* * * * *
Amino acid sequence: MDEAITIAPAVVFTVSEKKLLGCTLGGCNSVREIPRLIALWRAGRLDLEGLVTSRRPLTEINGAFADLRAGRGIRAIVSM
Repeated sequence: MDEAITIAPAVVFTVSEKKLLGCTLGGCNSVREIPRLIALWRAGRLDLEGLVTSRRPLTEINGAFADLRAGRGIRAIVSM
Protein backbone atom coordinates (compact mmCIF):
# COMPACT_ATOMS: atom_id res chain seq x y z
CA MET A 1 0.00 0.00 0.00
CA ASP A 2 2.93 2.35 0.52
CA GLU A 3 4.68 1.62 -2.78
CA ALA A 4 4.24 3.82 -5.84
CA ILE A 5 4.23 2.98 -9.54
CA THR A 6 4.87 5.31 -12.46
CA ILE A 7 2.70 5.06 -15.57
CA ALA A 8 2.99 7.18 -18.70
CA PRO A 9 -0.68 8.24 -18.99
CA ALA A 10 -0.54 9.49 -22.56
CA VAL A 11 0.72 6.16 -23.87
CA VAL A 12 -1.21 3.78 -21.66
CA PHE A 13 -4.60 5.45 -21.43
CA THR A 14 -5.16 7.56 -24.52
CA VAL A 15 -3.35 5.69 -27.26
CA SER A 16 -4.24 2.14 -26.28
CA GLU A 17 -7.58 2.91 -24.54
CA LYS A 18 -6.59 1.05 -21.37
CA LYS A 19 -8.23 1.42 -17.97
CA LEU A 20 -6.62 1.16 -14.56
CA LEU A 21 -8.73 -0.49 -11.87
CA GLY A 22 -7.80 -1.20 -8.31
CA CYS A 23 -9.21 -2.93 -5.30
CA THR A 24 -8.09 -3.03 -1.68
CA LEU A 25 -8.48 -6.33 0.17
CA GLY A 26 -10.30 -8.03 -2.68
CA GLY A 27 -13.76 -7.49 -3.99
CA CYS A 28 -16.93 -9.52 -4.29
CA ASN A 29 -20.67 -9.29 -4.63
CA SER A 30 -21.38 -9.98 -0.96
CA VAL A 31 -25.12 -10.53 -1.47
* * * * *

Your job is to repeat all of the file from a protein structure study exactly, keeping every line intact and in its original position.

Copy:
Amino acid sequence: MDEAITIAPAVVFTVSEKKLLGCTLGGCNSVREIPRLIALWRAGRLDLEGLVTSRRPLTEINGAFADLRAGRGIRAIVSM
Repeated sequence: MDEAITIAPAVVFTVSEKKLLGCTLGGCNSVREIPRLIALWRAGRLDLEGLVTSRRPLTEINGAFADLRAGRGIRAIVSM
Protein backbone atom coordinates (compact mmCIF):
# COMPACT_ATOMS: atom_id res chain seq x y z
CA MET A 1 0.00 0.00 0.00
CA ASP A 2 2.93 2.35 0.52
CA GLU A 3 4.68 1.62 -2.78
CA ALA A 4 4.24 3.82 -5.84
CA ILE A 5 4.23 2.98 -9.54
CA THR A 6 4.87 5.31 -12.46
CA ILE A 7 2.70 5.06 -15.57
CA ALA A 8 2.99 7.18 -18.70
CA PRO A 9 -0.68 8.24 -18.99
CA ALA A 10 -0.54 9.49 -22.56
CA VAL A 11 0.72 6.16 -23.87
CA VAL A 12 -1.21 3.78 -21.66
CA PHE A 13 -4.60 5.45 -21.43
CA THR A 14 -5.16 7.56 -24.52
CA VAL A 15 -3.35 5.69 -27.26
CA SER A 16 -4.24 2.14 -26.28
CA GLU A 17 -7.58 2.91 -24.54
CA LYS A 18 -6.59 1.05 -21.37
CA LYS A 19 -8.23 1.42 -17.97
CA LEU A 20 -6.62 1.16 -14.56
CA LEU A 21 -8.73 -0.49 -11.87
CA GLY A 22 -7.80 -1.20 -8.31
CA CYS A 23 -9.21 -2.93 -5.30
CA THR A 24 -8.09 -3.03 -1.68
CA LEU A 25 -8.48 -6.33 0.17
CA GLY A 26 -10.30 -8.03 -2.68
CA GLY A 27 -13.76 -7.49 -3.99
CA CYS A 28 -16.93 -9.52 -4.29
CA ASN A 29 -20.67 -9.29 -4.63
CA SER A 30 -21.38 -9.98 -0.96
CA VAL A 31 -25.12 -10.53 -1.47